Wednesday, September 16

I declare Web 3.0

I can do that because Bernanke says the recession is over and I have a blog, right? Even if I don't have an Irish last name, a large publishing and media empire, and huge ego? Wait, check that, got the ego.

Of course I'm sure you ask: what IS Web 3.0?

It's the SEMANTIC WEB like all the search gurus and jargon bandwagoneers have been blogging and blagging on about for years now, right?

Sorry people, I have to disagree. Web 3.0 is going to be all about "real-time web."

Let's look at the space:

Facebook gets it! They bought FriendFeed, which is real-time-centric, has real-time-search and created SUP - Simple Update Protocol. SUP is a mechanism of faster RSS & ATOM conveyance; per Wikipedia, some implementors include YouTube, Disqus, Brightkite, Identi.ca, Backtype and 12seconds.tv. And on a separate but related note, Facebook recently launched Facebook Lite.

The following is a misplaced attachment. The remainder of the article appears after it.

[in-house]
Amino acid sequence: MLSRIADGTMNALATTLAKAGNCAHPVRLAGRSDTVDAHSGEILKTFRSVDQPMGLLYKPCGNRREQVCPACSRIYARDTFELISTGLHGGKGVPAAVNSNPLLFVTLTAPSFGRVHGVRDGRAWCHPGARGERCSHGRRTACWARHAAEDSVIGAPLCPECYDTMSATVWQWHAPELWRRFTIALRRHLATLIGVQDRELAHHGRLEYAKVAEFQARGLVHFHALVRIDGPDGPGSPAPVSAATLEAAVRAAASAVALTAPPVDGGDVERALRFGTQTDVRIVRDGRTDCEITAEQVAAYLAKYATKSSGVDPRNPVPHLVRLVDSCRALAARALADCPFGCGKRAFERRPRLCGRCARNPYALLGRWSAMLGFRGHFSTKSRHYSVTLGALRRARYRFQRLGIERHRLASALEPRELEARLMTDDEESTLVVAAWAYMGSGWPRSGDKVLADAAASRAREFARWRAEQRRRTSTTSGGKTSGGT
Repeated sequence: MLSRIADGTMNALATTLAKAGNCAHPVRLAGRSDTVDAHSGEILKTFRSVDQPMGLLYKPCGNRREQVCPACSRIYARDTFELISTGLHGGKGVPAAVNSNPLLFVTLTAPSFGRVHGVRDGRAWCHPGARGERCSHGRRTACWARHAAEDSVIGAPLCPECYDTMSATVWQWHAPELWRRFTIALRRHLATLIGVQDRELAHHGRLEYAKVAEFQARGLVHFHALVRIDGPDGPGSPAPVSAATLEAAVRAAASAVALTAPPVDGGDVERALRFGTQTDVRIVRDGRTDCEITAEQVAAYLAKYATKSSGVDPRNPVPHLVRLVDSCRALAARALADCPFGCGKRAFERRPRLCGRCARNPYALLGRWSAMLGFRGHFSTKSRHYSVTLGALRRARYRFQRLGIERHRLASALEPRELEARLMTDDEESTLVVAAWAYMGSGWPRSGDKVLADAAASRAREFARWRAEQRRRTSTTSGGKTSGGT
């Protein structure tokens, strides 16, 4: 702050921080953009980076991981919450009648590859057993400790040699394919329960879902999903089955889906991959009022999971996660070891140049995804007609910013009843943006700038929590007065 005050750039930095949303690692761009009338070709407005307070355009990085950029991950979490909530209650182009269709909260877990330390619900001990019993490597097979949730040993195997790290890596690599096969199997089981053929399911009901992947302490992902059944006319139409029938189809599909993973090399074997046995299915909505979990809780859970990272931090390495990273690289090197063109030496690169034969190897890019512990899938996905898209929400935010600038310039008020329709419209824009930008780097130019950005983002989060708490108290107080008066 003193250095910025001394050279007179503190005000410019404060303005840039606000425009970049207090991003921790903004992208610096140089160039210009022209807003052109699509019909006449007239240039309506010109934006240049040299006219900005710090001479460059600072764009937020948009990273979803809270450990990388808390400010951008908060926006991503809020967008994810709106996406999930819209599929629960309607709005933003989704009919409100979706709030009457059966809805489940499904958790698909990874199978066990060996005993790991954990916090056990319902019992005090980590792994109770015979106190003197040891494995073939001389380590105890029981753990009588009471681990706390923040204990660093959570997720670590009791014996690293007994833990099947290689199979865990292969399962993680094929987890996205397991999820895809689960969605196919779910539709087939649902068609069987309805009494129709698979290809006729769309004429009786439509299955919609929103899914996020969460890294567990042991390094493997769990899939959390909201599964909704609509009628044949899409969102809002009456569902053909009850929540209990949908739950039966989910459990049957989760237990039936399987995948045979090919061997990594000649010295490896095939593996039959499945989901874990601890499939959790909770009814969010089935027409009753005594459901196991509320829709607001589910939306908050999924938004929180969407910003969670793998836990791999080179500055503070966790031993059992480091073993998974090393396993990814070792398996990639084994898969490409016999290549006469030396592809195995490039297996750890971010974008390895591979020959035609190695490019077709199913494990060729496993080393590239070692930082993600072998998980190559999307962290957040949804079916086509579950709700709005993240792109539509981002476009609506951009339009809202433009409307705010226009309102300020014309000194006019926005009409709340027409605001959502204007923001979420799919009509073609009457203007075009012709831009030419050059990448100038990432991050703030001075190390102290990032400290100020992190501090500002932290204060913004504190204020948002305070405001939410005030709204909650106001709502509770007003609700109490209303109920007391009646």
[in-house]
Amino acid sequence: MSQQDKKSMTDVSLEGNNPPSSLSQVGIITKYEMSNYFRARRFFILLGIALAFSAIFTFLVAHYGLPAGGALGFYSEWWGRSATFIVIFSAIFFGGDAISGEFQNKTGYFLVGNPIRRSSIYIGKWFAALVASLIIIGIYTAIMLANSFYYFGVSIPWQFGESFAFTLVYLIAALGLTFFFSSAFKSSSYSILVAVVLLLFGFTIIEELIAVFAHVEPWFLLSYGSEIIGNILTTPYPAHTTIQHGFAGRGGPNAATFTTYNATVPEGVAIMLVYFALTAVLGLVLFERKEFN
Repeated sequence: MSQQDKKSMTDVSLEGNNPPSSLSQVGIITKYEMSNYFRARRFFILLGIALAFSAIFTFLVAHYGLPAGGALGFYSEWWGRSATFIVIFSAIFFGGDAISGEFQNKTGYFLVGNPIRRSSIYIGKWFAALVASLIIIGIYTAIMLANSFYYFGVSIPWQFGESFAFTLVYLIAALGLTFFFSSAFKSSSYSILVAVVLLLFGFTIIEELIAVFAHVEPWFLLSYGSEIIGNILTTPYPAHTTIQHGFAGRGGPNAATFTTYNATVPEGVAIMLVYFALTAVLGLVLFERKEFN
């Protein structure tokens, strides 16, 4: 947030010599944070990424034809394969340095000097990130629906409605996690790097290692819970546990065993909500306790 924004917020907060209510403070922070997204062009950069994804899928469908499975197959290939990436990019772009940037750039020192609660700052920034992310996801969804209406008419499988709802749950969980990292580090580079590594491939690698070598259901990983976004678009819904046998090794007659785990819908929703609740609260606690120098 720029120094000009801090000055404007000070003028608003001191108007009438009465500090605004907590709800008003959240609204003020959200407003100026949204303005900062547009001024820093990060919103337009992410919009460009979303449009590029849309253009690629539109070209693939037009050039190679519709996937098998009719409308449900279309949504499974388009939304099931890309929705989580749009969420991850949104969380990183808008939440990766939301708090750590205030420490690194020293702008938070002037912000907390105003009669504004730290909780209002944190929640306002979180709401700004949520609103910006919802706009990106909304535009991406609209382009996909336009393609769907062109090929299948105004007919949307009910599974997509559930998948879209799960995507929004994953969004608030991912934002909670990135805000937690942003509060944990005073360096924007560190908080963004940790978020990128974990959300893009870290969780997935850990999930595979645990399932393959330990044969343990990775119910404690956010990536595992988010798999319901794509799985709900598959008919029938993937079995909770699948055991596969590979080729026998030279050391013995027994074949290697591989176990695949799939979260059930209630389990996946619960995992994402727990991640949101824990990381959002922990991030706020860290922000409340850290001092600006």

Twitter gets it - they've been real-time since the beginning! And they have started to analyze conversations in real-time pretty hardcore in the past year or so, beginning with their purchase of Summize. Their real-time offering is their Streaming API. Twitter's busy enough dealing with availability and scaling issues, and gaffed over OAuth too often, to offer something that I would expect to propagate across the industry as a standard protocol however.

People at Google get it, at least 20% of the time: check out PubSubHubBub, (PSHB) a real-time RSS and ATOM mechanism that runs on Google App Engine (GAE). Some big name implementors include FriendFeed, Live Journal and Six Apart. As well as Google itself of course.

Dave Whiner Winer gets it: he developed rssCloud years ago. Unfortunately it never experienced wide implementation. It's a solid offering, but with the growing popularity of GAE and activity levels around PSHB, I think Dave's protocol is going to end up left out in the cold by a lot of developers and architects. That said, WordPress did implement rssCloud recently. I haven't noticed any other big names do so yet, but I can't say I've been particularly focused on the topic.

Of course real-time tends to greatly increase the volume of information (if not the quality of the signal). Perhaps semantic will play a large role in helping us sift through all the feeds from our various new real-time toys, but Web 3.0's foundation is going to be real-time, period. Rich, robust semantic will perhaps be icing on the cake of real-time.

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